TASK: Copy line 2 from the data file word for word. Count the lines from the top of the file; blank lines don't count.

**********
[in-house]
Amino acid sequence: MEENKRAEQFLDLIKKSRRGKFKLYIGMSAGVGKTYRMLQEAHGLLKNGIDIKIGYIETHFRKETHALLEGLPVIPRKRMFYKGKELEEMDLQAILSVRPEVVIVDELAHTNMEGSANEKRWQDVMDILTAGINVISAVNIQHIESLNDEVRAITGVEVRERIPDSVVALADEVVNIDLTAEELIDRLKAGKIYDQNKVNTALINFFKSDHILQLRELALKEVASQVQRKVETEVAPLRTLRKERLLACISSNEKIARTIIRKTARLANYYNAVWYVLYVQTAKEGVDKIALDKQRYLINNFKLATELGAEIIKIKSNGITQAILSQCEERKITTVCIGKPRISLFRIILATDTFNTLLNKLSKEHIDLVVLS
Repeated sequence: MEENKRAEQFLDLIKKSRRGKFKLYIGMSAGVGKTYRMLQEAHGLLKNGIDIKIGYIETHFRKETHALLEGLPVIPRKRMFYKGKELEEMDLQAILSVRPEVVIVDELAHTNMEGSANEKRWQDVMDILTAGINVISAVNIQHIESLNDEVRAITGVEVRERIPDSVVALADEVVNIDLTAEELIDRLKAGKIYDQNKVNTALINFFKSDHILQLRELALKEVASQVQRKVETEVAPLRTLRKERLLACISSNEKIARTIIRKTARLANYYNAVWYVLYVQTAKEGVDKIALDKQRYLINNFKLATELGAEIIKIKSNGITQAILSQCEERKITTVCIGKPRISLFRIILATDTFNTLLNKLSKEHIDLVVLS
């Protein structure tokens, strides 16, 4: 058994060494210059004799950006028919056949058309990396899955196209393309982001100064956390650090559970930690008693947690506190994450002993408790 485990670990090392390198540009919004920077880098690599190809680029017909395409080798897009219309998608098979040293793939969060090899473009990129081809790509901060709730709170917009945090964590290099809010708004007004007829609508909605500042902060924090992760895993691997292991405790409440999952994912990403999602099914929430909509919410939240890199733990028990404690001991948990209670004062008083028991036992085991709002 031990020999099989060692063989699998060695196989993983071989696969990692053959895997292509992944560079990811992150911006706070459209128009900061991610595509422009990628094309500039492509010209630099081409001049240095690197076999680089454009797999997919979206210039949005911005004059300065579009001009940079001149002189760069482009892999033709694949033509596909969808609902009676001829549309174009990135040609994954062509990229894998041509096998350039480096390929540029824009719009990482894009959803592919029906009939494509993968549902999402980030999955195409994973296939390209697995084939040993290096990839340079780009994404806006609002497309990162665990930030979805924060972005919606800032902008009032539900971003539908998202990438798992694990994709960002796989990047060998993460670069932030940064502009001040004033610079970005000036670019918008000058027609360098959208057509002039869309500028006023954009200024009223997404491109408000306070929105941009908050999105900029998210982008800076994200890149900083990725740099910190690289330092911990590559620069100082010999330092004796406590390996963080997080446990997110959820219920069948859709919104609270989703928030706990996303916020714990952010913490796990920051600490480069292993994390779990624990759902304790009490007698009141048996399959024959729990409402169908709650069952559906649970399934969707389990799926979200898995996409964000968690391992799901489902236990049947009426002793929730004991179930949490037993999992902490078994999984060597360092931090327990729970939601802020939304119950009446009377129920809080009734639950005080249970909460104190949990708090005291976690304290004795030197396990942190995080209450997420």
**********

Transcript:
Amino acid sequence: MEENKRAEQFLDLIKKSRRGKFKLYIGMSAGVGKTYRMLQEAHGLLKNGIDIKIGYIETHFRKETHALLEGLPVIPRKRMFYKGKELEEMDLQAILSVRPEVVIVDELAHTNMEGSANEKRWQDVMDILTAGINVISAVNIQHIESLNDEVRAITGVEVRERIPDSVVALADEVVNIDLTAEELIDRLKAGKIYDQNKVNTALINFFKSDHILQLRELALKEVASQVQRKVETEVAPLRTLRKERLLACISSNEKIARTIIRKTARLANYYNAVWYVLYVQTAKEGVDKIALDKQRYLINNFKLATELGAEIIKIKSNGITQAILSQCEERKITTVCIGKPRISLFRIILATDTFNTLLNKLSKEHIDLVVLS